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Volume 24 No. 160

Sports Media

     CBS Programming VP Len DeLuca says the network did not
threaten or give an ultimatum to NASCAR officials during Sunday's
rain-delayed Daytona 500.  DeLuca: "We don't issue ultimatums.
The big bad network message is not one I like to see written."
Monday's WASHINGTON TIMES reported that NASCAR officials "paraded
the field under caution for about 20 miles to finish drying the
track so the race could be restarted by 3:45 p.m. keeping CBS
from 'pulling the plug' and switching to basketball."  DeLuca
says CBS moved the tipoff on its Michigan-Indiana game to
accommodate the rain delay.  DeLuca: "Our first decision is that
the Daytona 500 is the priority."  DeLuca says the network's
decision to move the tipoff was "entirely in terms of when the
race would have to be restarted to complete almost two hours of
competition before darkness, rather than suggesting the game
would be broadcast to hold viewers."  According to DeLuca, the
race was the top-rated sporting event of the weekend, with a 6.6
rating.  Even the rain-delayed portion finished ahead of the
Knicks-Rockets on NBC when the two competed head-to-head.
Daytona's delay had a 5.5 rating compared to the NBA's 5.4 (Frank
Murray, WASHINGTON TIMES, 2/23).

     CBS Radio and the NFL have announced the signing of a four-
year contract extension for national radio rights to regular and
post-season games, starting in '95.  The new contract covers a
53-game package, including 41 regular-season games and all 12
post-season games.  Spanish language coverage in the U.S.,
through the CBS Americas, includes four post-season games and the
Super Bowl.  CBS Radio has held the NFL rights since '78 (CBS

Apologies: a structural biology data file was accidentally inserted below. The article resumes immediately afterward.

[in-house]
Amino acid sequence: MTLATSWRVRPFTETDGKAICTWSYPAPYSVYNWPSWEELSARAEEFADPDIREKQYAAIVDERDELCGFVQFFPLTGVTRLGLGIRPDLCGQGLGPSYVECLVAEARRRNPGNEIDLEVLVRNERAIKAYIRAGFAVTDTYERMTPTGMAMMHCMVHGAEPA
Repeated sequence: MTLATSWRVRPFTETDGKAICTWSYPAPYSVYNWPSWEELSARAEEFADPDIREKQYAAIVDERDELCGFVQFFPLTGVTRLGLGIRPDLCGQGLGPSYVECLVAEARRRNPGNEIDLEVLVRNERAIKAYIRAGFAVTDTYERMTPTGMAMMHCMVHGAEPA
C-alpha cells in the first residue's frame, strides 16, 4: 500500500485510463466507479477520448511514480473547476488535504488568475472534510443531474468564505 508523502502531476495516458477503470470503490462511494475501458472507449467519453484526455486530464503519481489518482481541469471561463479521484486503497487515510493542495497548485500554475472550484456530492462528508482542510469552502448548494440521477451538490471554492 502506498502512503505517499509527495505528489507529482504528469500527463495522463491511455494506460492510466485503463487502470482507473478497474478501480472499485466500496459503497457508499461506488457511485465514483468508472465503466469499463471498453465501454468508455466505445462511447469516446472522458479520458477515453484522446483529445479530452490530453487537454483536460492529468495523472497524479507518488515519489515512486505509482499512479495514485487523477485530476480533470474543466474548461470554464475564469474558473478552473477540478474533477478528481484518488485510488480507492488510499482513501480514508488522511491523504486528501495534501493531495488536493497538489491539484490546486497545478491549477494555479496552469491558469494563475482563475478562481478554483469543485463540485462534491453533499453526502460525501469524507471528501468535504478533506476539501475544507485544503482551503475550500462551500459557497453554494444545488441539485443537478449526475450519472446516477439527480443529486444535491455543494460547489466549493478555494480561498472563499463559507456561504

Radio).

     Viacom's '94 gross earnings rose to $608M last year, up from
$385M in '93.  However, the company lost $50M in the 4thQ of '94
and had a drop in '94 net earnings of 48% to $89M.  The $17B
acquisitions of Blockbuster and Paramount were "blamed" by
company officials for the drop (USA TODAY, 2/23)....Former umpire
Steve Palermo, who left the game after being crippled in a Dallas
shooting, was added to the Yankees' MSG broadcast crew (N.Y.
DAILY NEWS, 2/23).... Rating results are in for the first two
events of NBC's five-meet track & field series.  The Millrose
Games on February 3 earned a 2.2, the Reno Air Games of February
10 earned a 2.1.  Track officials before the tour said they would
be "ecstatic" with ratings above 3.0.  NBC Sports spokesperson Ed
Markey: "The numbers don't have us turning cartwheels, but
they're pretty darn good for something new" (USA TODAY, 2/23)

     TURNER & TCI EYE TIME WARNER'S TBS SHARES:   Ted Turner and
TCI are negotiating to "jointly purchase" Time Warner's 19.4%
stake in Turner Broadcasting, according to this morning's WALL
STREET JOURNAL.  Under the newest proposed deal, Time Warner has
dropped "its insistence that it receive" an asset such as the
Cartoon Network in exchange for Turner stock, instead, Time
Warner is expected to receive "a premium above" Turner's stock
price.  Under a proposed joint purchase, TCI "will clearly have
more clout with Turner. ... Mr. Turner, meanwhile, might have
more flexibility to pursue his dream of acquiring a network"
(Sharpe & Shapiro, WALL STREET JOURNAL, 2/23).
     SHAKE-UP AT BLACK ROCK:  According to this morning's WALL
STREET JOURNAL, CBS Inc. is expected to name Peter Lund as
president of its Broadcast Group, succeeding Howard Stringer, who
has reached an agreement to head an interactive video venture
being launched by three Baby Bells.  Stringer's new post, which
is expected to be announced today, has been rumored for several
weeks.  Lund is currently an Exec VP at CBS Broadcast Group.
Lund had "primary responsibility" for renegotiating the NFL deal
CBS lost to Fox (Jensen & Lippman, WALL STREET JOURNAL, 2/23).
According to CNN's Steve Young, analysts told "Moneyline" that
outgoing QVC Chair Barry Diller is the most likely candidate to
replace Stringer.  Analysts speculate that the new company being
headed by Stringer could make a run at CBS, but CNN's Young
reports that "there are roadblocks," such as federal regulations
that prohibit phone companies from owning TV stations.  Young
reports that Disney could also be interested in making a play for
CBS.  Paul Marsh, NatWest Securities media analyst:  "Disney has
a real strategic interest.  It has content.  This would get it
closer to the advertising dollar" ("Moneyline," CNN, 2/22).